What I'm doing now is asking with the initial rejection letter (and only when I can identify some aspect for improvement that isn't "write better" -- I mean, something useful-- "I have some suggestions on how to improve the (aspect), so let me know if you want that advice."
So I'd only give advice if it is asked for. So far, everyone's asked for it.
I should say there are two basic scenarios where I'd ask for major revisions:
1) There's some big issue that if the writer can fix, then the story will work for me. For example, a lot of writers start with a chapter or a scene which really is disposable-- it adds very little to the story, and maybe even detracts or sends the wrong initial message to the reader, like "this is going to be a book about two girlfriends and their bond," when it's really an action/adventure novel. This is very common, and it's also pretty easily fixable, because the story will go on very well without it, or maybe with just a bit of that first-scene information sprinkled in. In that case, if it's a pretty easy fix, I would suggest that and say that I'd like another look afterwards. And if it comes back, and I think it works, I'll probably offer a contract, and might say that further revisions could be needed, but we can get to that after the contract. The danger is, of course, what if what I think of as a minor revision after the contract-- and I'll be reading the book again (and doing the line edit) after that, and I might then notice other problems... it does happen-- might be a dealbreaker for the writer. And breaking the deal AFTER the contract is a pain for all concerned. But that's never happened yet, though I have had a couple painful post-contract wrangles that made me think, "I don't want to go through this again." :)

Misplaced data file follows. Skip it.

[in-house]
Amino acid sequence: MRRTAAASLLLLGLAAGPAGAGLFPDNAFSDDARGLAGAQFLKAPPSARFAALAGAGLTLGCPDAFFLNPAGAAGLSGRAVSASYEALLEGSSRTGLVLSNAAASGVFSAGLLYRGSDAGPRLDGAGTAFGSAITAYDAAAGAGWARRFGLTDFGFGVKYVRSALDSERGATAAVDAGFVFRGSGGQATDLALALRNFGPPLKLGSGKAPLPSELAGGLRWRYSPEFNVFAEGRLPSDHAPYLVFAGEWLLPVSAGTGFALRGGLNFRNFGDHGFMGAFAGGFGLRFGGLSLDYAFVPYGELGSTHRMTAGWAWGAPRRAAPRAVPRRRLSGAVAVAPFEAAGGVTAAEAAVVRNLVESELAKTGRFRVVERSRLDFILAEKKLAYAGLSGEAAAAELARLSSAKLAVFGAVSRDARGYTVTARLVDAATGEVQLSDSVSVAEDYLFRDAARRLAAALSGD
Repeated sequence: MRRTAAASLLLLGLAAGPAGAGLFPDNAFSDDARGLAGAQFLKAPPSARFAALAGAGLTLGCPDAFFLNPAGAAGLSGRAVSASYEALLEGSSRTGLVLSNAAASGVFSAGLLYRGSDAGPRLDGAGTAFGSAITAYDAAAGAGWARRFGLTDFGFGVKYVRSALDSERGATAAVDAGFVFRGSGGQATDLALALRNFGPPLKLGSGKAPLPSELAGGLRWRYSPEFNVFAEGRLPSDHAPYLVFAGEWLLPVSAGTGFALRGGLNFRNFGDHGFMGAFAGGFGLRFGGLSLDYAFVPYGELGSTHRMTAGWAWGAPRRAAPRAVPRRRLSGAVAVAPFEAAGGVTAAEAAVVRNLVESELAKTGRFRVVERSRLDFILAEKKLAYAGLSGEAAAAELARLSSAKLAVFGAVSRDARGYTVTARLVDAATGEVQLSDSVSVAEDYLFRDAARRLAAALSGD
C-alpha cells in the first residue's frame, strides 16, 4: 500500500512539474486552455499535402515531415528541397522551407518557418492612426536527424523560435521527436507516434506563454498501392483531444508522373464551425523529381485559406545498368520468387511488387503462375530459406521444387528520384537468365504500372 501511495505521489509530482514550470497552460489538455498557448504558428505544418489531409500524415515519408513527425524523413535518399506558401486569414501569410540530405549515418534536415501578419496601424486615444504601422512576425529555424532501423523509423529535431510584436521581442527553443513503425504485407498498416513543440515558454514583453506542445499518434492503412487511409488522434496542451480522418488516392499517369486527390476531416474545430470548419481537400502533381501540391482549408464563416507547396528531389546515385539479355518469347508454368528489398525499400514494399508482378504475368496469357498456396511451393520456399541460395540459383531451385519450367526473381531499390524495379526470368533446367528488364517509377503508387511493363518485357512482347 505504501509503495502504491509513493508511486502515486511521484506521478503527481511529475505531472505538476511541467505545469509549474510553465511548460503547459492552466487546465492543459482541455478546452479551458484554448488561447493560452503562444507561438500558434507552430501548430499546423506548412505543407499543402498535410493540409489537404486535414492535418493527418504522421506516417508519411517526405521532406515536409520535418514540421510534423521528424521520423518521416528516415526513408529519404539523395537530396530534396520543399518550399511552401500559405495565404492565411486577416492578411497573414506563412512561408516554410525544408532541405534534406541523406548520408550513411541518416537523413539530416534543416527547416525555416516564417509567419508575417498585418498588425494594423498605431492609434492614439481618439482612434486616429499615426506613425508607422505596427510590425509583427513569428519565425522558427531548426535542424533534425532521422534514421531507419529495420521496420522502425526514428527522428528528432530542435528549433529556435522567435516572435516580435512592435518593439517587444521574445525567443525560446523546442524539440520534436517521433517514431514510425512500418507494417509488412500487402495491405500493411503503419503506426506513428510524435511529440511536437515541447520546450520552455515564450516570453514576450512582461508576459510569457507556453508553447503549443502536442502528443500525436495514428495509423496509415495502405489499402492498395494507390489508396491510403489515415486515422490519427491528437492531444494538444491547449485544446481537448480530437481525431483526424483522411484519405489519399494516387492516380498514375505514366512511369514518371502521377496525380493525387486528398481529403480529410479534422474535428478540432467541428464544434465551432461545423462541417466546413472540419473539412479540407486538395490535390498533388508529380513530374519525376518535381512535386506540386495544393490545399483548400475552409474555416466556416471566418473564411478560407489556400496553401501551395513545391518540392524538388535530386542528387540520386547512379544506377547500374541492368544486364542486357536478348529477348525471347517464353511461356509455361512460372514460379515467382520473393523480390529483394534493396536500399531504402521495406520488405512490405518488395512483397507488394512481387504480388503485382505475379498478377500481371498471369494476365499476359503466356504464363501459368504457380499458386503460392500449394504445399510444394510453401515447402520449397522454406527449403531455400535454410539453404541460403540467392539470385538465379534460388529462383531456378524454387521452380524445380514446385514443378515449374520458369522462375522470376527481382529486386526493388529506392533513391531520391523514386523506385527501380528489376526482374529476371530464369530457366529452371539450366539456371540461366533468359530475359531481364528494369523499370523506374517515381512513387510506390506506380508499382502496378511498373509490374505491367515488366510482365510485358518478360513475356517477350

2) But just as common is a story that has promise, but needs a lot of work, and I doubt one round will do it. Maybe the writer has a great voice, but the plot is too contrived or over-complicated, or too much of the action is committed by secondary characters, or there's no control of point of view. I know this is going to take real advanced work on the writer's part to fix, and he might not get it perfect the first time-- or maybe ever. If I say, for example, that he's headhopping a lot, and he needs to get control over his POV, well, he might be one of those writers who need only to have this pointed out to them to suddenly grasp POV and make it work. Or he could need a couple manuscripts to practice on before he gets POV right. I don't know. And he might fix the POV, but in doing so, make a character unsympathetic (nothing like internalization to reveal unpleasant personality aspects, huh?). Or he might have terrific deep POV in one scene, and then the rest of the scenes are distant, making for a jarring contrast. So at any point here, I really can't know if the manuscript's going to end up as something I want to contract. And I must remember, I'm employed by my publisher, not by the submitter, and my job is to bring to contract only manuscripts she'll want to publish-- not to reward writers for their hard work with a contract. We can both work very hard on a manuscript and it's still not going to be ready for our contract (though of course, another publisher might be happy with it). So what then?